US 6526379 B1 Abstract The discriminative clustering technique tests a provided set of Gaussian distributions corresponding to an acoustic vector space. A distance metric, such as the Bhattacharyya distance, is used to assess which distributions are sufficiently proximal to be merged into a new distribution. Merging is accomplished by computing the centroid of the new distribution by minimizing the Bhattacharyya distance between the parameters of the Gaussian distributions being merged.
Claims(13) 1. A discriminative clustering method for automatic speech recognition, comprising:
providing a set of Gaussian distributions corresponding an acoustic vector space;
testing said distributions to identify selected distributions having a predetermined proximity to one another based on a distance measure and merging said selected distributions into at least one new distribution;
computing the centroid of said new distribution by minimizing the Bhattacharyya distance between selected distribution and its centroid.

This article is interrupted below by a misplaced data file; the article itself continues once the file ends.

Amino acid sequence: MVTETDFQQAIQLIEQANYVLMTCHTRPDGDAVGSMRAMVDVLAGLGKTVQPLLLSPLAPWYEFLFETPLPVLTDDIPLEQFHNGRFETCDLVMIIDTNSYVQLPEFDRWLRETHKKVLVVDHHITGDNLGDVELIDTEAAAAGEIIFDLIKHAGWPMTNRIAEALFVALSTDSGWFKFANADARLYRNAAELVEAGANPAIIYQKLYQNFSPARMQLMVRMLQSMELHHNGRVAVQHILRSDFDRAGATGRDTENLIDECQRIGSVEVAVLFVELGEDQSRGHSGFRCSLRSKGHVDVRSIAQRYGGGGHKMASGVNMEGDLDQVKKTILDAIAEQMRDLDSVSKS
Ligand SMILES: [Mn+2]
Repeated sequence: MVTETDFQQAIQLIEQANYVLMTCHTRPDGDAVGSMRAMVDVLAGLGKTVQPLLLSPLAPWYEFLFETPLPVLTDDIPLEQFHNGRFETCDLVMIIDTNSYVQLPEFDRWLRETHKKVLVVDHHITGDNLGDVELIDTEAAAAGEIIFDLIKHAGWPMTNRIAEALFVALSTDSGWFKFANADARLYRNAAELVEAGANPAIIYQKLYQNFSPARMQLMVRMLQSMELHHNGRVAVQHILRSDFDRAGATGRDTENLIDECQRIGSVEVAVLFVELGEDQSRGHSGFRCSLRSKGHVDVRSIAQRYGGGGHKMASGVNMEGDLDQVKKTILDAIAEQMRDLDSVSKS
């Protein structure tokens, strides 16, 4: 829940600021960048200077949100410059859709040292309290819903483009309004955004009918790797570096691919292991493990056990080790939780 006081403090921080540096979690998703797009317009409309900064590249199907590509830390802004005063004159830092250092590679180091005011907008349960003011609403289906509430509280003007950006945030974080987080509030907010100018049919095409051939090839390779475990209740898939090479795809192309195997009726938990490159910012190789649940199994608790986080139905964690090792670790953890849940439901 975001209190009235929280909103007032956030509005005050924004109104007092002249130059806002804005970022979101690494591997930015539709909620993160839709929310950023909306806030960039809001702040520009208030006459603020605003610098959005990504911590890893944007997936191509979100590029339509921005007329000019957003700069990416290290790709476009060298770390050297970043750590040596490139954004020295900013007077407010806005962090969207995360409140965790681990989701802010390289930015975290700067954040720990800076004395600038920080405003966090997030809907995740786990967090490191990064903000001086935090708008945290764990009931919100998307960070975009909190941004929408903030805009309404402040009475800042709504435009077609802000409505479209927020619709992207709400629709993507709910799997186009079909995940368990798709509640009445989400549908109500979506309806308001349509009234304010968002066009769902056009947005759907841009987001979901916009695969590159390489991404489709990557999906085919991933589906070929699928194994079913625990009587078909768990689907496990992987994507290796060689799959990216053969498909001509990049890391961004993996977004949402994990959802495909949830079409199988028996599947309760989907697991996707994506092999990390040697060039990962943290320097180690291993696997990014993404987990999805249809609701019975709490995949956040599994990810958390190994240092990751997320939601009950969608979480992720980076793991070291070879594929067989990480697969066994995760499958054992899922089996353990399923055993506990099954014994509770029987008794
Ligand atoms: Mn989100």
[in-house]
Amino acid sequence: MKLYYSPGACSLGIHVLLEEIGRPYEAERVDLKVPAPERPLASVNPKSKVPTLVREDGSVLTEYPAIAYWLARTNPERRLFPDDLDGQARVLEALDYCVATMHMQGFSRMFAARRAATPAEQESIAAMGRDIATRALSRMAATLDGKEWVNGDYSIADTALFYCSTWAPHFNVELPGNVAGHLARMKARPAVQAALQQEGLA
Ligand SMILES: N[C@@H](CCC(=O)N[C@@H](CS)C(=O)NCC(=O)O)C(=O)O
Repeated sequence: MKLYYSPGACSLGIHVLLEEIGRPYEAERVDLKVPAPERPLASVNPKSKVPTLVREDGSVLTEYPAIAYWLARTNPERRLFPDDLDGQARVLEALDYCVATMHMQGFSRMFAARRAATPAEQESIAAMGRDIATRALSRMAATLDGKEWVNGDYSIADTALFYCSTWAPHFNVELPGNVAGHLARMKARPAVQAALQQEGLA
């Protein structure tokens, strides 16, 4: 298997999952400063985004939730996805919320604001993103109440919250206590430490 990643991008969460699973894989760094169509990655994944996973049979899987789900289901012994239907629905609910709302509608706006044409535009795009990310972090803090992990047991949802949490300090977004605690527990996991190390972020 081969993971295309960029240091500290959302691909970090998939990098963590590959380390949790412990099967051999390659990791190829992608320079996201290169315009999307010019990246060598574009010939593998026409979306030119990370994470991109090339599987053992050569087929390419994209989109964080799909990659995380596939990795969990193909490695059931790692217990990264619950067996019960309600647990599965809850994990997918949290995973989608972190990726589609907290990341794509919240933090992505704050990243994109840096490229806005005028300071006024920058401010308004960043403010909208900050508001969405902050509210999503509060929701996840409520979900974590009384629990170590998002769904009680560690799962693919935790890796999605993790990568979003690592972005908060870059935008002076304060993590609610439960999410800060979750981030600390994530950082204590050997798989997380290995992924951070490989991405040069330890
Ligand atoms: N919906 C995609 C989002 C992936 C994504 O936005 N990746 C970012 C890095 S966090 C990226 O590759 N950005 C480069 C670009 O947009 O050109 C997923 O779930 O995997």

2. The method of
3. The method of
4. The method of
5. The method of
6. The method of
7. A method for automatic speech recognition, comprising:
providing a set of Gaussian distributions corresponding an acoustic vector space;
a step for testing said distributions to identify selected distributions;
a step for merging said selected distributions into at least one new distribution; and
a step for computing the centroid of said new distribution.
8. The method of
9. The method of
10. A discriminative clustering method for automatic speech recognition, comprising:
providing a set of Gaussian distributions corresponding an acoustic vector space;
computing a Bhattacharyya distance measure between each of said distributions;
selecting distributions having a predetermined proximity to one another based on a distance measure; and
merging said selected distributions into at least one new distribution.
11. The method of
_{1 }and g_{2 }is computed in accordance with where μ
_{2 }and μ_{2 }are the mean vectors associated with distributions g_{1 }and g_{2 }and Σ_{1 }and Σ_{2 }are the respective covariance matrices. 12. The method of
computing a centroid for said new distribution by minimizing the Bhattacharyya distance between said selected distributions.
13. The method of
_{i }with a weight of w_{i}, i=1, . . . , N is computed in accordance with where σ